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Those items in a nutshell are the bread and butter. I get a few back that are 16, 18 days, etc...but I always let it slide.
Today I got a jaccket back, marked down from 450 to 350, they purchased on may 22, I got it back today June 20th. almost a month, it was a sale item too, and there was no RA given via email, phone, etc. The jacket smells like smoke and is worthless to me.
I assume send it back to the customer stating return policy, etc...BUT, I am afraid they will do a chargeback on me, can they? anyone have other solutions for this IDIOT customer?
(Does your return policy also state that the clothes must be returned "like new"?)
I was assuming just send it back without telling them, because this customer has to be an idiot.
The return form was in the package, and I have a few columns to fill out (what you paid, date, price, reason for return, RA#) and only thing it said was "jacket" nothing else.
The problem - sending it back, if the customer does not sign for it or refuses the package it might be a little more difficult - depending on the issuing bank
Call the person, kindly tell him that the item is not acceptable for return. Offer him an opportunity to get it back if he agrees to pay for shipping.
Either way, due to the foul intention of the return, you are likely to get a chargeback anyway. Don't lose more than you have to.
We once had a customer who sent us back some unbreakable cups - with tea stains in them where they had used them and not even bothered to rinse them out!
Customers can be a nightmare sometimes...
If you decide to refund him, there is nothing which can stop him from ordering again and use your jackets. You might soon turn into a second hand store.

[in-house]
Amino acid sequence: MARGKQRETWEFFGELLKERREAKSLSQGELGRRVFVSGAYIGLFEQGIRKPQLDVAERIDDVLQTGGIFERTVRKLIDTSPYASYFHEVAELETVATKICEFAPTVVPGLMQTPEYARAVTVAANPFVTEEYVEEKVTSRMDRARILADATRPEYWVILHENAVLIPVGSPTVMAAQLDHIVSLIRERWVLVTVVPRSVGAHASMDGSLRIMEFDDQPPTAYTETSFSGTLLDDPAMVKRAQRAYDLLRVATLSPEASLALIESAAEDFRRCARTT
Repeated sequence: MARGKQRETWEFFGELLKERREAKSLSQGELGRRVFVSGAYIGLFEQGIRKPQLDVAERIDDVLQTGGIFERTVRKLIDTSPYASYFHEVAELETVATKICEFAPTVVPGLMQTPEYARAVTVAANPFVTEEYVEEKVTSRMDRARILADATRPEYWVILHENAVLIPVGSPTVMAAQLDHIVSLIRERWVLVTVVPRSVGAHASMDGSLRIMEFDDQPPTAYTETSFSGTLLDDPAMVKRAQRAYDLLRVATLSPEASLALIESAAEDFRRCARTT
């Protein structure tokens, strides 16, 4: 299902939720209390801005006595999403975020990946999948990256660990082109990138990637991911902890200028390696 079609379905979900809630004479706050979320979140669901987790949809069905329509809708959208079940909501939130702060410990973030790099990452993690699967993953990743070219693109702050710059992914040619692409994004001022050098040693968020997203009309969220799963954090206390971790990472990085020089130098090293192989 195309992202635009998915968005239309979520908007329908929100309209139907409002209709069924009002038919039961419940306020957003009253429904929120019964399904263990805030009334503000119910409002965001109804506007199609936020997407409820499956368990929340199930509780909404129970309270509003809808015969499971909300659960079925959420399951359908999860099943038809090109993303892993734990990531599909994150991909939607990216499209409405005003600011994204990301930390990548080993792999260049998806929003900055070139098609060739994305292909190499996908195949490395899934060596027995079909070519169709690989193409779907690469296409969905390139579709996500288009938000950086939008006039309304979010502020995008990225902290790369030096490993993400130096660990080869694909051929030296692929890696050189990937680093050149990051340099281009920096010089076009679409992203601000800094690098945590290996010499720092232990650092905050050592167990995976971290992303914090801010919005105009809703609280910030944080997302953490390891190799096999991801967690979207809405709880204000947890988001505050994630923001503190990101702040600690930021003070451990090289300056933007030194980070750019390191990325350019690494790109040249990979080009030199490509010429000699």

I think, a polite explanation of your rules and offering him solutions like free shipping of the "used" jacket back to him again, will be a great help to teach him a little sense of business rules.
Package arrived 2 days ago, email was sent monday and have not heard a peep yet?
If you send the jacket back to the customer, they'll probably keep it and charge back the purchase (which would cost you the sale, the item, and an extra $15 - $25 depending on your merchant provider's chargeback fee).
The credit card company will always side with their customer and leave the merchant hanging. Be glad you got the merchandise back, most sellers aren't that fortunate.
:: EDIT ::
Just realized that you have already sent it back ... I hope your customer accepts your terms and doesn't charge back, but if they do there won't be much you can do about it.
Is 10% high for clothing? Seem so. We sell some other items with many options and have return rates under 1%.
If a customer sends something back that isn't in new condition and has not obtained and RGA, we decide if we will be able to resell the item in it's current condition, if not it is sent back with a note in the box. If it is resellable, we charge the full restocking fee and issue credit.
So far we haven't had to send many items back to the customer, and haven't had any chargebacks spawning from this policy. We ALWAYS send back unacceptable returns UPS adult signature required.
Of course, we do get the occasional customer who issues a chargeback at their bank on the way to the post office to send somthing back parcel post.
I am afraid they will do a chargeback on me, can they? anyone have other solutions for this IDIOT customer?
if they do a chargeback and it goes through, make them pay another way - remember credit cards are just a payment method and charging back means they haven't paid for the goods (and have created other costs to you) - if necessary, take them to court
even better would be to save yourself the grief and write it off and never let them buy from you again
Good will only extends so far. Since you sent the jacket back and haven't heard anything, you're probably okay. But do be aware that regardless of your stated returns policy, most credit card companies will not back you in a refund dispute because you have a "card not present" transaction.
Then the customer allegs he hasn't placed the order. Of course this depends on prior (provable) correspondence. But there's not much you can do.
Since the item was past its return date, you could offer issue them a store credit for the item. You have a pretty good chance that they will not use the credit (especially if you send the credit by mail) and you still keep the good will of the customer.
Even if they do use the credit, they have to spend the money with you rather than taking it elsewhere.
You can even (to make it even less likly they will use the credit) send an email explaining the situation and that they can either take the store credit or your can send the item back to them. Again, you don't come out the bad guy, you did offer them something and they may just voluntarily request the item is retruned to them rather than take the store credit.